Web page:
Daniel Gomez

Very few people know about my coming out story. I usually don’t talk much about it. But recently, I’ve felt like more people should tell their coming out stories. Not only for other out people to read, but for those struggling with their sexuality to read (especially those feeling miserable and afraid). They may find comfort and positive references that may help them in their process. Who knows!

First, I’ve known I am gay since I was 5 years old. That is my first memory of same-sex attraction. Really! However, where I grew up gay men just didn’t exist. The only imagery of gay men was a very stereotypical negative image. And you weren’t supposed to be gay! So I wasn’t. I started dating girls early. And pretty much ignored my gay side altogether. I also had a lot of guilt and thought I had to compensate for being gay by excelling in school, being involved in student government and every possible extracurricular activity available. That kept my thoughts away from how I felt and made me think I was compensating for that terrible character flaw! So I went through high school, college, and 2 years of working as a happy bachelor in Brussels without acting on my gay side (in Brussels…of all places!) I even made some very purposeful “self-therapy” to try to “convert” myself…like looking into the mirror and telling myself how I had the power to change this (how wrong was that, right?) Then came Chicago….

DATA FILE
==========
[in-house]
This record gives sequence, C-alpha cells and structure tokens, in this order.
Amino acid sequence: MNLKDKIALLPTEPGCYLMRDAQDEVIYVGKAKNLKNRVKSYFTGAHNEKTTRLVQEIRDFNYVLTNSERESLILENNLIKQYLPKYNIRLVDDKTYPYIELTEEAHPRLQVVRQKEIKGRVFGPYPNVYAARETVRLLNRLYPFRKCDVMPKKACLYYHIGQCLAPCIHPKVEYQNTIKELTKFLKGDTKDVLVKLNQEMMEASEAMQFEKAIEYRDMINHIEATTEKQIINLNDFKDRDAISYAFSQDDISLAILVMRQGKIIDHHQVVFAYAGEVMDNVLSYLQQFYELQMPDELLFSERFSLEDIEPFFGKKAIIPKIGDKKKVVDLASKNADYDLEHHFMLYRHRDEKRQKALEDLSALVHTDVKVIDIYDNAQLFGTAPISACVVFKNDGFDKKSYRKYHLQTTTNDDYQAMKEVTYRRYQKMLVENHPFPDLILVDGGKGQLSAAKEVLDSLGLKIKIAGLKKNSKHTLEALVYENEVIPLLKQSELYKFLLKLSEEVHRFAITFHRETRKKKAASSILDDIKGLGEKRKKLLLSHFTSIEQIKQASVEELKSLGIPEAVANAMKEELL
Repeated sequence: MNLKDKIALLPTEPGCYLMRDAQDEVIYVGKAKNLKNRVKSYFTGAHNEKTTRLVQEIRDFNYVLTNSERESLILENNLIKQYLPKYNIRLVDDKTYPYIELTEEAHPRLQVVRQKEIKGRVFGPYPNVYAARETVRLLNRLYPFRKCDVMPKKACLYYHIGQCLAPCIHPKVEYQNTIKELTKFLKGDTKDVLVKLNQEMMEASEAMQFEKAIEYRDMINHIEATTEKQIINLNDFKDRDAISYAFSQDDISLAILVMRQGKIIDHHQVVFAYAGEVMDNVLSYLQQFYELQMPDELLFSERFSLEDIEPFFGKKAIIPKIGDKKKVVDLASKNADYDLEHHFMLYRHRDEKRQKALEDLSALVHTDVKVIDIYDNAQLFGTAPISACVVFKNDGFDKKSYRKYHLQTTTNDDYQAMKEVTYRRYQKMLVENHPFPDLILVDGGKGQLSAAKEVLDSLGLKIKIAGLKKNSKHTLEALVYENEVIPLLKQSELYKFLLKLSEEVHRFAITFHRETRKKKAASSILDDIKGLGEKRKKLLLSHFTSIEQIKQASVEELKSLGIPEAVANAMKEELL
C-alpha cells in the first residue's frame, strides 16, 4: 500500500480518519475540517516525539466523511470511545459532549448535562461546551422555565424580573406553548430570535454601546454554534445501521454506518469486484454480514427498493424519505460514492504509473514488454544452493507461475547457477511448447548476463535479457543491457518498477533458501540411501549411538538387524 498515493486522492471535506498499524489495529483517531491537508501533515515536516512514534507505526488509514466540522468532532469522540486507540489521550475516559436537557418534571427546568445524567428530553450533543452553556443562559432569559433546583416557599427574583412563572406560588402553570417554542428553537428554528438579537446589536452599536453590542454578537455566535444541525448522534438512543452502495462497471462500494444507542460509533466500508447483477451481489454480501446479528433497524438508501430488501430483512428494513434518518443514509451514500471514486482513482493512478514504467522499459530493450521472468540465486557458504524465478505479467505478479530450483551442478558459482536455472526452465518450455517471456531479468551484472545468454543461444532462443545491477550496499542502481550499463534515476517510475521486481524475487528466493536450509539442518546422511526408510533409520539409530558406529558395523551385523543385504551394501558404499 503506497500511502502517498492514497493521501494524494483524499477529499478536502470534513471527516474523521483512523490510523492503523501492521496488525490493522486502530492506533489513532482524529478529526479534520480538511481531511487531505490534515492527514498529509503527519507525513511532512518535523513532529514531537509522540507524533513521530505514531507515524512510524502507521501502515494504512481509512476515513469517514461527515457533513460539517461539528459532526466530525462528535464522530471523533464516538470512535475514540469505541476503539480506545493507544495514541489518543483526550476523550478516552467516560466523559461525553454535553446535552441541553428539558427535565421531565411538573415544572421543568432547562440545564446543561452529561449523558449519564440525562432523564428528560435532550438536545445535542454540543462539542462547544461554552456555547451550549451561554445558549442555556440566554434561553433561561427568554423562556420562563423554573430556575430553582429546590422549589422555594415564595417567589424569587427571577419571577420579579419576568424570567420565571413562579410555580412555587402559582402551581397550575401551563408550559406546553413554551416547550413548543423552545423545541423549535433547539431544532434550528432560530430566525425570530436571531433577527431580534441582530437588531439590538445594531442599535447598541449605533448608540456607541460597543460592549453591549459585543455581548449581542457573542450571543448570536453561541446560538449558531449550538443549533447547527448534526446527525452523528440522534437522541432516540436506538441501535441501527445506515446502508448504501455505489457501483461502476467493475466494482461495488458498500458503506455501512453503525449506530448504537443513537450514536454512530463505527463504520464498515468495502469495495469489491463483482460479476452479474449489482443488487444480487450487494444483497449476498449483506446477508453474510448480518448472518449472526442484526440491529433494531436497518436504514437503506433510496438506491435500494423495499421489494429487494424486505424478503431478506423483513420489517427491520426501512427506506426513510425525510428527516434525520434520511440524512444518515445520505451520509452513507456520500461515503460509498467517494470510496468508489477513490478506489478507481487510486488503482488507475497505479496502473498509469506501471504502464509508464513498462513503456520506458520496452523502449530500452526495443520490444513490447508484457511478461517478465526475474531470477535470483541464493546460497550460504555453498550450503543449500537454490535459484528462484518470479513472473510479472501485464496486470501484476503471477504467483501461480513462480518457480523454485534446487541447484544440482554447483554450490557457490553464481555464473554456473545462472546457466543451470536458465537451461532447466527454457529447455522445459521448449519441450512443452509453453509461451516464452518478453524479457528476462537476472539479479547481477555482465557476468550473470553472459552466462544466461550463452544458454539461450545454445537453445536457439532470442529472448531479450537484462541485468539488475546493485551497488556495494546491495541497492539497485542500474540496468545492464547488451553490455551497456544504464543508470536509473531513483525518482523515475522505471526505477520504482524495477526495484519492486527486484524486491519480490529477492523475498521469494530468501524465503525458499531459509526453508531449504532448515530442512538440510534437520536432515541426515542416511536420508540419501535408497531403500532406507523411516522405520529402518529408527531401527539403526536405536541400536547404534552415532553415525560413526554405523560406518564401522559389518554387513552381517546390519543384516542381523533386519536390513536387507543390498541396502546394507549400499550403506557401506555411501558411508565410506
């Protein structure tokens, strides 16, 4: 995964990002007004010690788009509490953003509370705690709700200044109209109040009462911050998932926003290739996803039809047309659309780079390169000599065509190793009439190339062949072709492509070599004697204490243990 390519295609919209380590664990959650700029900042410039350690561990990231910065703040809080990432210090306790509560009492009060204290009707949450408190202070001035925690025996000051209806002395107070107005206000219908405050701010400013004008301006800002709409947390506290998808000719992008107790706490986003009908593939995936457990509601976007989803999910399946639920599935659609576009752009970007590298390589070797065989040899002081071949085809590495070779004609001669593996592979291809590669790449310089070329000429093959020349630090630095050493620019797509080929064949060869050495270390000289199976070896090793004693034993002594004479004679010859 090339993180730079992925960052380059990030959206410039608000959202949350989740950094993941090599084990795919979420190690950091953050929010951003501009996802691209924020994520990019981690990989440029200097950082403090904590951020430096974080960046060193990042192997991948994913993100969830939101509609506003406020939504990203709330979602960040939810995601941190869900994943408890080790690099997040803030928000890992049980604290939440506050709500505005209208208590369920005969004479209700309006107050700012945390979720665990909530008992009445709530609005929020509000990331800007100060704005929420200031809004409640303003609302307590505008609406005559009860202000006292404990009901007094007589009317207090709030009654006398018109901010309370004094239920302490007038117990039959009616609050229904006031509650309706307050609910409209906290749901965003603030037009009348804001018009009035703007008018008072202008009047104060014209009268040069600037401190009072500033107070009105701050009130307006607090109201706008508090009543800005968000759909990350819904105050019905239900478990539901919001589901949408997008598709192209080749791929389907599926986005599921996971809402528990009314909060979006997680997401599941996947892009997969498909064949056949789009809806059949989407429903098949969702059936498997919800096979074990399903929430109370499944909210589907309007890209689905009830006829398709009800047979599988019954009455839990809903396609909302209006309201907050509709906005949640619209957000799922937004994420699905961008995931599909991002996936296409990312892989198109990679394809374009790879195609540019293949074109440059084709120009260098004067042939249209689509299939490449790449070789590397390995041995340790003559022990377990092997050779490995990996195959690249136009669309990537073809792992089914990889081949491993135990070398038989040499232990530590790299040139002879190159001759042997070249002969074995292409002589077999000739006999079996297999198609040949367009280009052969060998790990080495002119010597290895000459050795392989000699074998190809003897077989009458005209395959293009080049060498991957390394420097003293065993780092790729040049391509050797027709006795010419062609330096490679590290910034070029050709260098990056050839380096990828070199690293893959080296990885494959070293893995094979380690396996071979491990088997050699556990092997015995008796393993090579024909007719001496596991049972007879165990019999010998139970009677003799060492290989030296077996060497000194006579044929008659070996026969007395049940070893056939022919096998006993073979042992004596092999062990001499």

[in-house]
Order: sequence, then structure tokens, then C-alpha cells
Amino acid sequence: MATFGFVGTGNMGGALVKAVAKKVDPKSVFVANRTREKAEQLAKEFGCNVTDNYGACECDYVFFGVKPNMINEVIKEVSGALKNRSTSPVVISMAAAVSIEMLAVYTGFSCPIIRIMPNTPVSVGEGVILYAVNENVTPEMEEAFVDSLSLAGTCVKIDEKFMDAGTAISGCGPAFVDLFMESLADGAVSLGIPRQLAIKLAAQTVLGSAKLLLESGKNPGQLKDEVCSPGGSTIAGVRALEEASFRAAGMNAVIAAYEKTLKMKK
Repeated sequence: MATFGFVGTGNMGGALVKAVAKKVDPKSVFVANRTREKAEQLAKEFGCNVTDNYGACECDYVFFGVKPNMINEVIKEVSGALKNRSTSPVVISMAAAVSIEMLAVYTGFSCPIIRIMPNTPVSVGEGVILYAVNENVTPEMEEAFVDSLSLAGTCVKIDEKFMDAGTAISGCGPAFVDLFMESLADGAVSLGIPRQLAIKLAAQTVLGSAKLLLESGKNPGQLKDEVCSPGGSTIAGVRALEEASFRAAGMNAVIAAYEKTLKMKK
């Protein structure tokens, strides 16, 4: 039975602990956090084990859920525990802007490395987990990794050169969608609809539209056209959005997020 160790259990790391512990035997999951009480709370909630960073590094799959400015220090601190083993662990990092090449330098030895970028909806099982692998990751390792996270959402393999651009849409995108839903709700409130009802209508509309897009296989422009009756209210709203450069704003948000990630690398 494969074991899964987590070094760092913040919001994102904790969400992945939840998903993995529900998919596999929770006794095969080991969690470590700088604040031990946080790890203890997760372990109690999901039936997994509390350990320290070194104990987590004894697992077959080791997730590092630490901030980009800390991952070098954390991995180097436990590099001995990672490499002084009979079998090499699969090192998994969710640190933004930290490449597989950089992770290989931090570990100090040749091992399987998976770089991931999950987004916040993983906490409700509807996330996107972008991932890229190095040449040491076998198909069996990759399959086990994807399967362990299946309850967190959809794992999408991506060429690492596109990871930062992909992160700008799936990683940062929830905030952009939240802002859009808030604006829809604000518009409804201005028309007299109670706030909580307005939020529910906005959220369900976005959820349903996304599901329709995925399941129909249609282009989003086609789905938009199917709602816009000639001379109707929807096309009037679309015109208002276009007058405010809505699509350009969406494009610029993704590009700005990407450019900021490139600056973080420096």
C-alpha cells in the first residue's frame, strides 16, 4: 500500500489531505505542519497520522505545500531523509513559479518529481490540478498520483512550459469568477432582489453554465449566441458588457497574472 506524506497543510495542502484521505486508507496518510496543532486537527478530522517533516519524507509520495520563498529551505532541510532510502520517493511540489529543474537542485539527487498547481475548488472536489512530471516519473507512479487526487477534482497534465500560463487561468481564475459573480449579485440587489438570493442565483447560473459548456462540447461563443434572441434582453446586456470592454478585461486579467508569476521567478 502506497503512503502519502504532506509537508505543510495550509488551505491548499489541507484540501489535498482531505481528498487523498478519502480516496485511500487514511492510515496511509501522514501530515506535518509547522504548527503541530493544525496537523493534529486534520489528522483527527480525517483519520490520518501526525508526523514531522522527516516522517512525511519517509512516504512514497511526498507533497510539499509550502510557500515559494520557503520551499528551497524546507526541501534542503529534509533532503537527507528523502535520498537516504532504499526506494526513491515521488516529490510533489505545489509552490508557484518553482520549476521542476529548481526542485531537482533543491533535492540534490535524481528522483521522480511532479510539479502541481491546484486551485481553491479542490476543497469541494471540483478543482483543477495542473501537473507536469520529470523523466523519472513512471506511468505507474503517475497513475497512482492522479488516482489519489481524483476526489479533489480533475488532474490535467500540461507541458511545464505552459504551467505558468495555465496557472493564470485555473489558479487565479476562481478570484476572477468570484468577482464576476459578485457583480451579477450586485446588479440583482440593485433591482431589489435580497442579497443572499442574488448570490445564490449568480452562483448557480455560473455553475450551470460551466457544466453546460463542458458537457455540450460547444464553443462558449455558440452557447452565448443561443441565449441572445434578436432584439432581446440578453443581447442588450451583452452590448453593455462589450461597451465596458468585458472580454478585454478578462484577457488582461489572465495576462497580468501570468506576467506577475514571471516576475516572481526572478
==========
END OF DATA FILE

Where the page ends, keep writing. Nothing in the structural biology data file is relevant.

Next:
During the first year, I told myself I would come out after the PhD, when I had nothing to prove anymore. After the first year, I realized a PhD was hard enough without having to deal with hiding my sexuality. So I decided I would come out that summer (to myself and others). So I set up a profile on some dating site and went on my first date to Boystown. It was like being a kid in a candy store. No kidding. It was great. But afterwards I freaked out. So I reached out to one of my best friends who lives in London and told her. And then I visited the Student Counseling to talk with someone there about all this (those guys are great…if you are struggling with anything you should try them out!) Then my parents told me they were visiting. So I decided to come out to them.

I am really close to my parents. So I knew I had to come out to them and to both at the same time. One night after going to Ravinia, I walked them to their room and just said: “I have something to tell you: I am gay.” It was late and my dad just laughed a little and told me we should talk about this the following day. So the following day my dad asked me what exactly it meant to be gay (my dad is awesome!) It was a good, frank, honest talk. They were shocked, as any parent will be. Not because they are homophobic or anything. Just because they have to adjust their expectations of what our lives will look like. So I handed them some LGBTQ literature to read through, sent them links to PFLAG and also sent them some coming out stories I found on the web. Now-a-days, it is a non-issue. My mom even voted for a very LGBTQ-friendly candidate for Congress back in Colombia (I was very touched).

I later came out to my highschool friends, to my college friends, to my friends in Chicago. I think everyone knows by now.  I am a very happy openly gay man. Yup. Happy Coming Out Day!